It is hardly a spoiler to relate that a distraught Romeo stabs himself moments before Juliet awakes and, finding her Romeo dead, she takes the knife and takes her own life.

O happy dagger! This is thy sheath; there rust, and let me die.

Romeo stirs just enough as the pair breathe their last for the star cross'd lovers to have one last moment together as death embraces them, true to Shakespeare's telling.

“For never was a story of more woe than this of Juliet and her Romeo.”

Added to the atmosphere is music from Annie Mahtani which ranges from techno, to dramatic to a lyrical and long pas de deux beautifully danced by eponymous lovers.

The setting by Louis Price is stark and urban, a series of skeletal towers, scaffolding-like, topped by what appear to be satellite dishes, a modern urban jungle – apart, that is, from a series of old gold pennant banners, two layers, which dropped from the flies at the rear of the stage during the party scene, giving a strangely mediaeval theme, especially when they moved though the light, a nod perhaps to Prince Escalus’ Verona.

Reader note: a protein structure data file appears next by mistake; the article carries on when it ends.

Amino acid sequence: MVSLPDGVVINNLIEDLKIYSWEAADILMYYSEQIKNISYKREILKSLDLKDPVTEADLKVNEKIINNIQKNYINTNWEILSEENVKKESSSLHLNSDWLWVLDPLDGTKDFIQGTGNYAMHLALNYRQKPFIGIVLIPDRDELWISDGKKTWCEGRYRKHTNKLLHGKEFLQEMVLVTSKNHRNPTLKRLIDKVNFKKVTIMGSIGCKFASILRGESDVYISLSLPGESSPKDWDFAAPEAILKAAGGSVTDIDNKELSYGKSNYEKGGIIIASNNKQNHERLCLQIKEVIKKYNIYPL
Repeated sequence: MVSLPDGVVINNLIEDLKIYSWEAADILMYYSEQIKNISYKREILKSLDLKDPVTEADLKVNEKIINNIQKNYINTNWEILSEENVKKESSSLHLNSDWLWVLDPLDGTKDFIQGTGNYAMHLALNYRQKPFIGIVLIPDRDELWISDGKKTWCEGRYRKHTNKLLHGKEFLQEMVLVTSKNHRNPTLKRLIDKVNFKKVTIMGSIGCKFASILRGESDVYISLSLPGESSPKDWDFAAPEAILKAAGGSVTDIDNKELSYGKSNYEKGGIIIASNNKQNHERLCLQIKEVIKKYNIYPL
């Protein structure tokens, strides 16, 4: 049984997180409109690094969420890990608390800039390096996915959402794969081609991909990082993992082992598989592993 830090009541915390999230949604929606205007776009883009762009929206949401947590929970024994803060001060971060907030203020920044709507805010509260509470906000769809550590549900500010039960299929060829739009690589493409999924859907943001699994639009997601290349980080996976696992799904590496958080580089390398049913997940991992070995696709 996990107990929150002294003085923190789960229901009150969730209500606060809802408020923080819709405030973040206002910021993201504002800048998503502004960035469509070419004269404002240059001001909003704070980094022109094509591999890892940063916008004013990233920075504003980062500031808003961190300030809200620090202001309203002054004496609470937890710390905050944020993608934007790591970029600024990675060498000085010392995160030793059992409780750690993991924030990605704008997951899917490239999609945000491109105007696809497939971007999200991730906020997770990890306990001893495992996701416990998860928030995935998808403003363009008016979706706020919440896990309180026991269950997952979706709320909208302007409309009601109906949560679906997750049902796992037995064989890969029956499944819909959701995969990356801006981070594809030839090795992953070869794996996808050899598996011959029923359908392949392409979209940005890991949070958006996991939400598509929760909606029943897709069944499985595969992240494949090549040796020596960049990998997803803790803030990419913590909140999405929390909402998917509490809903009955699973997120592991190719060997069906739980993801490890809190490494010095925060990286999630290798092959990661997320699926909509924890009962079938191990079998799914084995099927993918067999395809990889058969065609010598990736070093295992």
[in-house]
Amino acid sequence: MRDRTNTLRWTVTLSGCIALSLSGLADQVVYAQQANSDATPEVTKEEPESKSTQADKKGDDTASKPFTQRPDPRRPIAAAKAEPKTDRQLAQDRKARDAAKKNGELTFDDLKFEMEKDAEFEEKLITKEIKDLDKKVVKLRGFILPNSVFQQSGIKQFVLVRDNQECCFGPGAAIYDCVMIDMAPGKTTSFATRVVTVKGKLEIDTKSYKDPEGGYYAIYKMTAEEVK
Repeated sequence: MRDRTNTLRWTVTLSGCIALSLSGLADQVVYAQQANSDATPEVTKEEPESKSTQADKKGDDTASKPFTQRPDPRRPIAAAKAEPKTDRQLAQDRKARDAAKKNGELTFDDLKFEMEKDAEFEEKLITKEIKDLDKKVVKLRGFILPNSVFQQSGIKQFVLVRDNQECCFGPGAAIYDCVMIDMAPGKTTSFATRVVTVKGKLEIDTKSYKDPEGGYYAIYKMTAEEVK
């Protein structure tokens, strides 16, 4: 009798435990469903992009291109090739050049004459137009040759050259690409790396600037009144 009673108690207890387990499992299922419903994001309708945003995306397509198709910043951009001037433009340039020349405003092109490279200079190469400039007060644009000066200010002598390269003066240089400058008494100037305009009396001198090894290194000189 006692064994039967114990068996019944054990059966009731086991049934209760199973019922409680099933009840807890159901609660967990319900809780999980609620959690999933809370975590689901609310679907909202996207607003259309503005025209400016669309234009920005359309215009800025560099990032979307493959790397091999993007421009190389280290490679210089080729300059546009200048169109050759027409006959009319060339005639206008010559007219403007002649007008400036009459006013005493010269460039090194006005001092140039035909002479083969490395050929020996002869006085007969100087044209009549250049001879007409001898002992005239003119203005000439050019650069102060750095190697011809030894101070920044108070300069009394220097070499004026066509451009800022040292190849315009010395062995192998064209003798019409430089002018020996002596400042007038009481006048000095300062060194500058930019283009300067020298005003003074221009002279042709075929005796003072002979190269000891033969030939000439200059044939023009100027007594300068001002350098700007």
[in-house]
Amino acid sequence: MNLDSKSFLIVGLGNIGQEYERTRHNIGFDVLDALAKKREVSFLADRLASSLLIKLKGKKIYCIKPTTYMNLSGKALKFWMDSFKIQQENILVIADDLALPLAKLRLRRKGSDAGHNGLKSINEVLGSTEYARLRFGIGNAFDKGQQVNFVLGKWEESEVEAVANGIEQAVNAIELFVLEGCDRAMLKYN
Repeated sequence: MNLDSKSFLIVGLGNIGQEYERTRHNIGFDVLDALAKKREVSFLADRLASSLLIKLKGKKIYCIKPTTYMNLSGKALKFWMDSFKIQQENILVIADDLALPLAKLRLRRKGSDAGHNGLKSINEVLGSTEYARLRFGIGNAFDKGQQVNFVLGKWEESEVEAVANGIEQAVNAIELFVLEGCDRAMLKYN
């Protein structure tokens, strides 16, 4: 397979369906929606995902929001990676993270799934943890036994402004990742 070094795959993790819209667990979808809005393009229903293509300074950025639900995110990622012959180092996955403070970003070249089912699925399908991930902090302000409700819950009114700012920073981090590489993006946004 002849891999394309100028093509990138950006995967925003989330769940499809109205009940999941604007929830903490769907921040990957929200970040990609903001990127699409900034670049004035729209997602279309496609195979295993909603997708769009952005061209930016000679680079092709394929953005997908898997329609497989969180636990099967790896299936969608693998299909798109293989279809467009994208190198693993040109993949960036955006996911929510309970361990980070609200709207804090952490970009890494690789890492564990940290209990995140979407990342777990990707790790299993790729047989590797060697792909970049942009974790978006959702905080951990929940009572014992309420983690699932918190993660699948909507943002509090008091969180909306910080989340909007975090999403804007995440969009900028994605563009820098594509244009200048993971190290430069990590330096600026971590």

Mike Gunning’s lighting, like the set, is stark and effective pinpointing moments and characters while Sash Keir’s costumes are both contemporary and vivid, the uniforms of disaffected youth.

dead juliet

The walking dead Ty, David Devyne, left, and Merc, Deepraj Singh lay the drugged Juliet Mayowa Ogunnaike to rest in the morgue.


The modern theme is enhanced throughout by crackling police and emergency service messages relating fights, assaults, a riot, a suicide . .  and then, at the close, there are the voices of Brummies as the stabbings are marked by the modern memorial to the dead, bouquets tied to railings that slowly fade with the memories, voices which included my son, incidentally.